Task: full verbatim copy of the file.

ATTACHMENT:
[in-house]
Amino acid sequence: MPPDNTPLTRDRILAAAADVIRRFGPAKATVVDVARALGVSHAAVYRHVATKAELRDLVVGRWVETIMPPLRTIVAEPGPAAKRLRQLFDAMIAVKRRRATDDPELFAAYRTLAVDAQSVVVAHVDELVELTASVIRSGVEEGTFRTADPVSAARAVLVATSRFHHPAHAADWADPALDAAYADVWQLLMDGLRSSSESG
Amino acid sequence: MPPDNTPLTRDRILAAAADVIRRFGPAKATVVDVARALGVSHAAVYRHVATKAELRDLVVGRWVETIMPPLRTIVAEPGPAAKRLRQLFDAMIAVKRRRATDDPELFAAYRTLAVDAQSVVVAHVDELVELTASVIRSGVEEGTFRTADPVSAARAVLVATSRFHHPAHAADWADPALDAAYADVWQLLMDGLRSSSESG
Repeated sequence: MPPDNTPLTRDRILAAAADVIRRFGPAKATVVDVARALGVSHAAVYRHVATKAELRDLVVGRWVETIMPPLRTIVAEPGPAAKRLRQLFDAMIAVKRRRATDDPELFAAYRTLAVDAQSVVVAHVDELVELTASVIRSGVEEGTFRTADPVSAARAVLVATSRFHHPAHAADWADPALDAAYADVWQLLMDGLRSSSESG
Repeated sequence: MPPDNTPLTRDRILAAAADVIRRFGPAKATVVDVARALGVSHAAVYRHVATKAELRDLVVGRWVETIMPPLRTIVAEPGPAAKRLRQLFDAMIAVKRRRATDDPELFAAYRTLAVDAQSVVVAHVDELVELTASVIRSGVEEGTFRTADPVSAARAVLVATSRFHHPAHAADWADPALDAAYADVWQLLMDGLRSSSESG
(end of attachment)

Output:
[in-house]
Amino acid sequence: MPPDNTPLTRDRILAAAADVIRRFGPAKATVVDVARALGVSHAAVYRHVATKAELRDLVVGRWVETIMPPLRTIVAEPGPAAKRLRQLFDAMIAVKRRRATDDPELFAAYRTLAVDAQSVVVAHVDELVELTASVIRSGVEEGTFRTADPVSAARAVLVATSRFHHPAHAADWADPALDAAYADVWQLLMDGLRSSSESG
Amino acid sequence: MPPDNTPLTRDRILAAAADVIRRFGPAKATVVDVARALGVSHAAVYRHVATKAELRDLVVGRWVETIMPPLRTIVAEPGPAAKRLRQLFDAMIAVKRRRATDDPELFAAYRTLAVDAQSVVVAHVDELVELTASVIRSGVEEGTFRTADPVSAARAVLVATSRFHHPAHAADWADPALDAAYADVWQLLMDGLRSSSESG
Repeated sequence: MPPDNTPLTRDRILAAAADVIRRFGPAKATVVDVARALGVSHAAVYRHVATKAELRDLVVGRWVETIMPPLRTIVAEPGPAAKRLRQLFDAMIAVKRRRATDDPELFAAYRTLAVDAQSVVVAHVDELVELTASVIRSGVEEGTFRTADPVSAARAVLVATSRFHHPAHAADWADPALDAAYADVWQLLMDGLRSSSESG
Repeated sequence: MPPDNTPLTRDRILAAAADVIRRFGPAKATVVDVARALGVSHAAVYRHVATKAELRDLVVGRWVETIMPPLRTIVAEPGPAAKRLRQLFDAMIAVKRRRATDDPELFAAYRTLAVDAQSVVVAHVDELVELTASVIRSGVEEGTFRTADPVSAARAVLVATSRFHHPAHAADWADPALDAAYADVWQLLMDGLRSSSESG